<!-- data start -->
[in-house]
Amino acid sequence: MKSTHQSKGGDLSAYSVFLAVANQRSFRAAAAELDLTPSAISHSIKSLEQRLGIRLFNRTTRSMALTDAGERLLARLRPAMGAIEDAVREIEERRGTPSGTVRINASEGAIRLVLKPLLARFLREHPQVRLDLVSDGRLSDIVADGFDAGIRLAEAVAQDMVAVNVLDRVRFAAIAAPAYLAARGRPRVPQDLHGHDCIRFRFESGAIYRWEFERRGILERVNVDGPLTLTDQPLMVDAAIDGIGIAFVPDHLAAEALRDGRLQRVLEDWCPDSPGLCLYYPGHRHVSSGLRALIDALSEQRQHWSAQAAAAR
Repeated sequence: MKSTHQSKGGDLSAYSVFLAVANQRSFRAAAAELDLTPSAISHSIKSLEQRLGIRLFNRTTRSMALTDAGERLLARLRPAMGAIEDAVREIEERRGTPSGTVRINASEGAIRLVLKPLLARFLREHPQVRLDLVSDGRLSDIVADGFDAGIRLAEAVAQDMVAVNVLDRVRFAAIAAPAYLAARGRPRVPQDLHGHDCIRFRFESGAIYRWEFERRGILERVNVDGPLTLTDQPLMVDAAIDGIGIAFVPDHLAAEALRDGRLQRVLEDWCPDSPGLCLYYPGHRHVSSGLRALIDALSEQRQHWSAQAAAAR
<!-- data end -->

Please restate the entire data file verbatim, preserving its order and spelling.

[in-house]
Amino acid sequence: MKSTHQSKGGDLSAYSVFLAVANQRSFRAAAAELDLTPSAISHSIKSLEQRLGIRLFNRTTRSMALTDAGERLLARLRPAMGAIEDAVREIEERRGTPSGTVRINASEGAIRLVLKPLLARFLREHPQVRLDLVSDGRLSDIVADGFDAGIRLAEAVAQDMVAVNVLDRVRFAAIAAPAYLAARGRPRVPQDLHGHDCIRFRFESGAIYRWEFERRGILERVNVDGPLTLTDQPLMVDAAIDGIGIAFVPDHLAAEALRDGRLQRVLEDWCPDSPGLCLYYPGHRHVSSGLRALIDALSEQRQHWSAQAAAAR
Repeated sequence: MKSTHQSKGGDLSAYSVFLAVANQRSFRAAAAELDLTPSAISHSIKSLEQRLGIRLFNRTTRSMALTDAGERLLARLRPAMGAIEDAVREIEERRGTPSGTVRINASEGAIRLVLKPLLARFLREHPQVRLDLVSDGRLSDIVADGFDAGIRLAEAVAQDMVAVNVLDRVRFAAIAAPAYLAARGRPRVPQDLHGHDCIRFRFESGAIYRWEFERRGILERVNVDGPLTLTDQPLMVDAAIDGIGIAFVPDHLAAEALRDGRLQRVLEDWCPDSPGLCLYYPGHRHVSSGLRALIDALSEQRQHWSAQAAAAR